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Yellowstone’s Spring Birding Hotspots

Yellowstone’s Spring Birding Hotspots

Written by: , February 21st, 2024
Categories: Tips

Birding in Yellowstone

Human visitors aren’t the only ones who flock to Yellowstone from all over the world.  Over 150 species of birds return to Yellowstone each year to mate and raise young. Some, like red wing blackbirds, ducks, robins, swans, geese, and red-tailed hawks winter within the region and are the first to return. Others—neotropical migratory birds like warblers, flycatchers, tanagers, swallows, loons, peregrine falcons, osprey, and others—travel from Mexico, Central America, and South America on an airborne path called the Central Flyway through Texas and along the Rocky Mountains on their return to Yellowstone.

By June, a teeming population of breeding birds occupy cliff ledges, tree limbs, trunk cavities, and treetops in the park. Yellowstone is nirvana for bird parents, where a variety of elevations and habitat types provide ample home for a diversity of birds. The cornucopia of food is seemingly endless: insects, small mammals, reptiles, amphibians, and fish abound.

Spring is an exciting time in the park, as waves of returning birds bring color and life back to the ecosystem. Here’s where to catch Yellowstone’s spring birding action:

Mountain Bluebird on a piece of driftwood

Mountain Bluebird

Swan Lake Flats

This high elevation valley rimmed by the Gallatin Mountain range is a haven for mountain bluebirds and sandhill cranes, who forage for insects and other small creatures in the sagebrush and grasses. Swan Lake is sometimes a nesting ground for trumpeter swans and a good place to see colorful waterfowl such as redhead, American widgeon, canvasback, and ring-necked ducks.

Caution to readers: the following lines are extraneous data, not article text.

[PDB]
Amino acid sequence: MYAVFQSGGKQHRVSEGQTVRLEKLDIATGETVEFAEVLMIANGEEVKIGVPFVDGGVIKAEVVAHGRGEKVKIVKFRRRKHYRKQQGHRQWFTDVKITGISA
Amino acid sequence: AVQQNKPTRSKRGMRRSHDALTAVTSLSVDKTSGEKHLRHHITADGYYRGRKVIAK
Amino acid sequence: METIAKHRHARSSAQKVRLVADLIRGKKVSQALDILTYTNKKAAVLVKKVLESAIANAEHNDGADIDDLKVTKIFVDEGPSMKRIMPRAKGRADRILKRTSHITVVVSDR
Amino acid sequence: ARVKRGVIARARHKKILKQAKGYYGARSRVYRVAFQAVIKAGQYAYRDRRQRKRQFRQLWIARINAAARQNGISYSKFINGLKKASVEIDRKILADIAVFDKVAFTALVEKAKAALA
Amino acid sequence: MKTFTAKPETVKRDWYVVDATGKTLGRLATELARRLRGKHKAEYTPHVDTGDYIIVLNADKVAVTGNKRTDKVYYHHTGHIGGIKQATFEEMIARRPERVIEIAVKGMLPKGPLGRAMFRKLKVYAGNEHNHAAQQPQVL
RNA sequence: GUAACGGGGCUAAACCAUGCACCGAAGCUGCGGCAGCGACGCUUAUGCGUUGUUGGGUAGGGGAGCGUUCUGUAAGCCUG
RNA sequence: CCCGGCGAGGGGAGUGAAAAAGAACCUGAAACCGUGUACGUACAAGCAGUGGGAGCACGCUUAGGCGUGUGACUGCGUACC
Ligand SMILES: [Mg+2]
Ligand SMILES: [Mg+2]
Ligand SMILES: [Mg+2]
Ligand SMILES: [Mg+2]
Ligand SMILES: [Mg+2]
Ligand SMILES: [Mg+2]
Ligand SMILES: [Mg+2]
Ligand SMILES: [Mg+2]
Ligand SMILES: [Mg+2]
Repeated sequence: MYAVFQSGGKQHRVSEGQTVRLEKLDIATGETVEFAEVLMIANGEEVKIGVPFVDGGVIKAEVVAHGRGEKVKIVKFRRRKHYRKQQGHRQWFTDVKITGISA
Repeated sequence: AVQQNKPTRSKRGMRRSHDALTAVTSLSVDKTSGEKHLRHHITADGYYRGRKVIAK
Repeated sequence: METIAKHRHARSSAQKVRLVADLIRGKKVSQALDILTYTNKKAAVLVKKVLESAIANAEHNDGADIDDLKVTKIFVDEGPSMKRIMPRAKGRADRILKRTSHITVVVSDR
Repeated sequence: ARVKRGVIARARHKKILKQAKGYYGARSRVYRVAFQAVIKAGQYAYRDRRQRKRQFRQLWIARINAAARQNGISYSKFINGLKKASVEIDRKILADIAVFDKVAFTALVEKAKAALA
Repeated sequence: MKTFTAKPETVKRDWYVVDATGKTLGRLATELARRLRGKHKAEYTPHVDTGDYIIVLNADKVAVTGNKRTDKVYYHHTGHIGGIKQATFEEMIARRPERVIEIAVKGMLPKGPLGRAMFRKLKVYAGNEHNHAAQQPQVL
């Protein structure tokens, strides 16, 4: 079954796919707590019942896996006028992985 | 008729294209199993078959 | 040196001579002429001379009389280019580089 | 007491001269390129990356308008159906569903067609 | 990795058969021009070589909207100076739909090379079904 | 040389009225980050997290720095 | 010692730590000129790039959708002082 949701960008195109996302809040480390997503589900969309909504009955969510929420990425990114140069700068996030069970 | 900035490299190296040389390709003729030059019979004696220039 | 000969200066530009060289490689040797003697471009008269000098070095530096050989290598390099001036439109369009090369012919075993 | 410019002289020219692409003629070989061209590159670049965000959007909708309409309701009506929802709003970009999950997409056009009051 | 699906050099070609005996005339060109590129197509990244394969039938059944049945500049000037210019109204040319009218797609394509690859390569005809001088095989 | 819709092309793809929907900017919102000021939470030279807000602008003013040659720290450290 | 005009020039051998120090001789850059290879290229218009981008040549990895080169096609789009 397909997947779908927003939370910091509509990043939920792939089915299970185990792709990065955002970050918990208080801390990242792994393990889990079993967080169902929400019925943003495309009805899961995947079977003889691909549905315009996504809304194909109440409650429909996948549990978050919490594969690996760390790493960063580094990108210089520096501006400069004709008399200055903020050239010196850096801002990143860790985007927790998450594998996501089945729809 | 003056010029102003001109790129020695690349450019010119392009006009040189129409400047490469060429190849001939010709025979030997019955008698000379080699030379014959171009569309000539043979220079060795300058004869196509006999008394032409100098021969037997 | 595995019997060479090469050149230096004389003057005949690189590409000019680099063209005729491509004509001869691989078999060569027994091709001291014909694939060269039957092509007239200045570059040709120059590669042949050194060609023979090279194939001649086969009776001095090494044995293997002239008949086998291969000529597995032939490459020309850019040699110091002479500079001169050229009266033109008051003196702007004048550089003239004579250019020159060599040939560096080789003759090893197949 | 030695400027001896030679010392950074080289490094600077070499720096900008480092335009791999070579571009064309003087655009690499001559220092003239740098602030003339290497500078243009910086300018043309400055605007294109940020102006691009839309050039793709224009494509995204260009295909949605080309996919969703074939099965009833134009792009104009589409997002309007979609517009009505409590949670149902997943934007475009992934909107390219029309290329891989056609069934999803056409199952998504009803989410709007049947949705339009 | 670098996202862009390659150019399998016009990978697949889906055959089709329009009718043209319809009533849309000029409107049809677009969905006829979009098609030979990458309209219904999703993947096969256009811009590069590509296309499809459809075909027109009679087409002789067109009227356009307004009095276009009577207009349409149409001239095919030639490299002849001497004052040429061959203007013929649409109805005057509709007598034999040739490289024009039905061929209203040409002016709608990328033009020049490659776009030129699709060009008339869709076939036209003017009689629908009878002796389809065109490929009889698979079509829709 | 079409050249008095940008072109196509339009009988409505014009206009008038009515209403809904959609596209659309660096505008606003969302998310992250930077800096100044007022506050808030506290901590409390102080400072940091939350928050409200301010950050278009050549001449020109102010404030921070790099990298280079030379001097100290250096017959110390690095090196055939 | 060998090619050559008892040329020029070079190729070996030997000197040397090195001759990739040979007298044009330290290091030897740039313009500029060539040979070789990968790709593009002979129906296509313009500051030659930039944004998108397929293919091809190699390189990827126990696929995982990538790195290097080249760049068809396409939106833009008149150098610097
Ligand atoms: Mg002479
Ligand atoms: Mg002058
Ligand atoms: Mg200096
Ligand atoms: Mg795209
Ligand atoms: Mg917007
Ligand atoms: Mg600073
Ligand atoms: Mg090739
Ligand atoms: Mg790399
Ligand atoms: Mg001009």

Yellow-Headed Blackbird and Trumpeter Swans

Floating Island Lake

This small pond west of Tower Junction is a wonderful spring birding spot. The bright flash of yellow-headed blackbirds can be seen among the cattails and reeds on the shoreline, as their raspy, dissonant calls pierce the air. On the lake, male ruddy ducks sporting their bright blue bills and rusty-colored feathers can be seen competing for female attention. American coots are in abundance here and are fun to watch as they aggressively chase each other around the lake, tails up, and necks out.

Osprey returning to nest

Calcite Springs to Tower Fall along the Yellowstone River

The area between Calcite Springs and Tower Fall is another Yellowstone birding hotspot. The towering cliff walls above the Yellowstone River are a haven for nesting peregrine falcons, ravens, and osprey. Violet-green swallows and white-throated swifts gracefully dip and dive, as the falcons hunt them from above. Osprey dive for trout in the river. You might even spot great horned owls, who have been known to nest in this area.

Western Meadowlark

Lamar and Hayden Valleys